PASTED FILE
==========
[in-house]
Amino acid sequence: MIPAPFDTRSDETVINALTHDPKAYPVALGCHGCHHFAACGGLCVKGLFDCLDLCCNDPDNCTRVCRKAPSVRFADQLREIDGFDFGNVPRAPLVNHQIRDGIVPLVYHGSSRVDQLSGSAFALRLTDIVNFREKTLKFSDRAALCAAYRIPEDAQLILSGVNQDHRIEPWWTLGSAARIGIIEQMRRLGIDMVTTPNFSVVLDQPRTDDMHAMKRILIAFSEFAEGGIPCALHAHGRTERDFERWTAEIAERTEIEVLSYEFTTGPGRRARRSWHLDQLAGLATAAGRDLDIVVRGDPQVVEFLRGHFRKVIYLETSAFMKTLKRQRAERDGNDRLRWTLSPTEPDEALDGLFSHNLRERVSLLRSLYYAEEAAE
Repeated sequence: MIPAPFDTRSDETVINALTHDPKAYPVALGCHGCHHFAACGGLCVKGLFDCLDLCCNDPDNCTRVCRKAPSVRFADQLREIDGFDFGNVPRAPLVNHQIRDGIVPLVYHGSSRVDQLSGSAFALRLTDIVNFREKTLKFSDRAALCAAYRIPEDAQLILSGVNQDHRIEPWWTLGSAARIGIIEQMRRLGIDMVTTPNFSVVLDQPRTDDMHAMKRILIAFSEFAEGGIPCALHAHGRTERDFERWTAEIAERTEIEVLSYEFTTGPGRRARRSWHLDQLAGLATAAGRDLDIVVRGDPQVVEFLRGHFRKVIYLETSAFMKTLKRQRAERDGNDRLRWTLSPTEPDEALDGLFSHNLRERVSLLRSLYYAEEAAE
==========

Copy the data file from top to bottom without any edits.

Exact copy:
[in-house]
Amino acid sequence: MIPAPFDTRSDETVINALTHDPKAYPVALGCHGCHHFAACGGLCVKGLFDCLDLCCNDPDNCTRVCRKAPSVRFADQLREIDGFDFGNVPRAPLVNHQIRDGIVPLVYHGSSRVDQLSGSAFALRLTDIVNFREKTLKFSDRAALCAAYRIPEDAQLILSGVNQDHRIEPWWTLGSAARIGIIEQMRRLGIDMVTTPNFSVVLDQPRTDDMHAMKRILIAFSEFAEGGIPCALHAHGRTERDFERWTAEIAERTEIEVLSYEFTTGPGRRARRSWHLDQLAGLATAAGRDLDIVVRGDPQVVEFLRGHFRKVIYLETSAFMKTLKRQRAERDGNDRLRWTLSPTEPDEALDGLFSHNLRERVSLLRSLYYAEEAAE
Repeated sequence: MIPAPFDTRSDETVINALTHDPKAYPVALGCHGCHHFAACGGLCVKGLFDCLDLCCNDPDNCTRVCRKAPSVRFADQLREIDGFDFGNVPRAPLVNHQIRDGIVPLVYHGSSRVDQLSGSAFALRLTDIVNFREKTLKFSDRAALCAAYRIPEDAQLILSGVNQDHRIEPWWTLGSAARIGIIEQMRRLGIDMVTTPNFSVVLDQPRTDDMHAMKRILIAFSEFAEGGIPCALHAHGRTERDFERWTAEIAERTEIEVLSYEFTTGPGRRARRSWHLDQLAGLATAAGRDLDIVVRGDPQVVEFLRGHFRKVIYLETSAFMKTLKRQRAERDGNDRLRWTLSPTEPDEALDGLFSHNLRERVSLLRSLYYAEEAAE